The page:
Happy Canada Day!

This is a shamelessly patriotic post – which is very un-Canadian, eh?

July 1st is Canada Day nowadays, but when I was a child, it was called Dominion Day, to commemorate the day in 1867 when Canada became a Confederation of 4 provinces.  Interestingly, not all the provinces existed at that time – BC didn’t join till 1871, Newfoundland not until 1949.  It was changed to Canada Day in 1982 probably to get people’s thinking away from the connotation of dominion and the fact that we are not “independent” in the sense that the US or France are.  I’m not Quebecois or First Nations, so it’s easy for me to say this, but I’m OK being part of a commonwealth of countries bound by allegiance to one figurehead.  I guess if that figurehead was a despot and tyranny was the order of the day, I’d feel differently.

There are many things I wish Canada would do differently.  There are things I wish had never happened here.  But there is so much that is good about this place and this group of peoples, that for today and becaues of who I am, I’ll raise my glass to Her Majesty and my country, and thank God that I am able to call this home.

Following is a video version of the poem “We are More” written and narrated by Shane Koyczan, a Canadian poet who shared this at the Vancouver 2010 Olympics:

Friday funny…

Except it’s not really so funny – we need them!  Fortunately, many of us personally know some great teens who care about where food comes from, about the environment and their future.  Maybe we even know one of the five…

Joel Salatin workshop part 4 – Cattle, poultry and more

Polyface Farm has many enterprises going on all year round.  In spring and summer, most animals are out on pasture, in the winter, most are brought in or processed.  This post looks primarily at stocking density for cattle, the various poultry enterprises on the farm – eggs, pasture sanitization, broilers and turkeys, and a few words about Daniel Salatin’s rabbit enterprise.

Cattle: stocking density – this is rough, depends on grass quality, animals, climate, season, etc…
-300 head: 1 1/2 acres/day
-100 head: 1/2 acre/day
-2 head: 200 sq ft/day

-brix levels are highest in the evening, one reason Joel moves his cattle around 4pm. Also why people cut their hay in the late afternoon.

– farmers always talk about Average Daily Gain (ADG) as the the indicator of success, but it’s not actually what they get paid for – what they get paid for is Gain per Acre (GPA). If ADG is high, GPA will be low, and vice versa, so the trick is to find the balance.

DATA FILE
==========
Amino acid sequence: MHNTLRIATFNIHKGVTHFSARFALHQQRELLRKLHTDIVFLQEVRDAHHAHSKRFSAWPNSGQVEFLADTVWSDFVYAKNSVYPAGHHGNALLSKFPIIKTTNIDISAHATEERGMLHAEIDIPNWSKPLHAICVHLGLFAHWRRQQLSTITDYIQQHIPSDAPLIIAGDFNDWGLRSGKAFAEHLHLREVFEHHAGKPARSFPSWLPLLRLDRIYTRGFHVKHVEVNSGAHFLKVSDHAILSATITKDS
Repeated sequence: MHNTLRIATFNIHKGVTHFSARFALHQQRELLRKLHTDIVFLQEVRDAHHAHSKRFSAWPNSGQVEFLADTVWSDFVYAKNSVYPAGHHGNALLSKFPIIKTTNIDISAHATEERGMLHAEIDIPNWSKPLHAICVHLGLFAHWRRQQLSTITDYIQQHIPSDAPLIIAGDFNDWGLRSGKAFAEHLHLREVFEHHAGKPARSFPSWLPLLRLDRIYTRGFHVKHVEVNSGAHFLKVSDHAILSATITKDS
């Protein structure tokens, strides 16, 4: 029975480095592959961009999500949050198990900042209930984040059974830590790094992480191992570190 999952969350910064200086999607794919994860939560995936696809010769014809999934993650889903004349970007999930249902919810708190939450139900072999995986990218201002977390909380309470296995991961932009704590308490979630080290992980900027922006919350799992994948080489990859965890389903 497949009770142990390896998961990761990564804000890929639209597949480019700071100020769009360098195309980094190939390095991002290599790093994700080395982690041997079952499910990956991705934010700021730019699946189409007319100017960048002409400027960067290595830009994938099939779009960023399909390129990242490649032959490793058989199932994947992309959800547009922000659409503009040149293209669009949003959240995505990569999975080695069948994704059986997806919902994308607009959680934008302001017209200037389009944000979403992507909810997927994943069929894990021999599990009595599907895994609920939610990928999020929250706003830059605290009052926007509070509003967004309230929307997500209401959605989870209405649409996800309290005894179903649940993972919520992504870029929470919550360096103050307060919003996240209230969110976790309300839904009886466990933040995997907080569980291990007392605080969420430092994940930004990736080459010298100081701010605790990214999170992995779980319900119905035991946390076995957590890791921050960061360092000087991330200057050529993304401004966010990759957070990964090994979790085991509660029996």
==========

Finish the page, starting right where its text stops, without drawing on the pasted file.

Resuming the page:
-stockpiled forage – looks terrible, late summer grass. 100 head on 1/4 acre, they eat it and tromp it in, still builds soil.

-water systems:  Polyface uses full flow valves, 18″ cutout contains the hookup (frost free).  Polyface has a lot of ponds, building more.  the water system for all the grazing areas is from the ponds.

-ponds:  build them.  Joel is a big fan of ponds – when he’s ready to build a new one, he hires a guy with a digger to come and dig it out for him.  He doesn’t use these to catch groundwater, but rather rainwater.  He also doesn’t tap into the small river on the farm, feels river water is for everyone, he can’t justify putting a pipe in it.  By harvesting rainwater, he is able to beat droughts, and the local ecology benefits.  Since the water is used for animals, it goes back in the land anyway and makes its way to the groundwater.

-If you’re making a pond and it won’t seal, put pigs in and let them wallow.  They could probably seal a pond built in gravel (Joel Joke).

-12 feet is plenty deep for a pond.  Have the system set up so it takes water from 16″ below the surface (best water) – have the pipe come through the wall of the pond through a pond collar, and then up in the middle of the pond – hold the pipe vertical with a float of some sort.  Use flex tubing for the vertical pipe.  You will need a filter even though pulling water from below the suface.

Eggmobiles:  his first prototype was built on bicycle tires, 6 x 8 house, nest boxes over the wheels.  It held 20 hens originally, then went up to 50.  He had a hinged fence with 6 panels and 4 popholes on the house, so he set the fence up from each pophole till the area had been done, and then moved the eggmobile.  He originally did the eggmobile as a way to house a laying flock cheaply, but when he accidentally had them near the cattle and saw how they tore into cow patties, he had a eureka moment and the eggmobile idea took off.  Today he is taking advantage of economy of scale – has 2 eggmobiles hooked together (like a train).  800 birds in each.  He gets 200 dozen eggs/day from these two eggmobiles.

-with the early, little eggmobile, he didn’t feed the birds, just relied on them ranging.  With the higher density system he does feed them.

-eggmobiles are land extensive – need at least 50 acres to free range the birds, or else they’ll go to the neighbours or back to the barnyard.  They are perfect for pasture sanitization – the main advantage, the eggs are a side benefit.

-Polyface also has commercial scale pastured eggs, called the Feathernet – shelter is an A frame with scissor braces, 16 ft wide, on 3″ pipe skids, roof is 32 ft long, 20 ft wide.  1000 hens, 1/4 acre enclosed with electric net, moved every three days.  They keep guard geese with the flock to minimize predation by hawks or vultures.  Also livestock guard dog.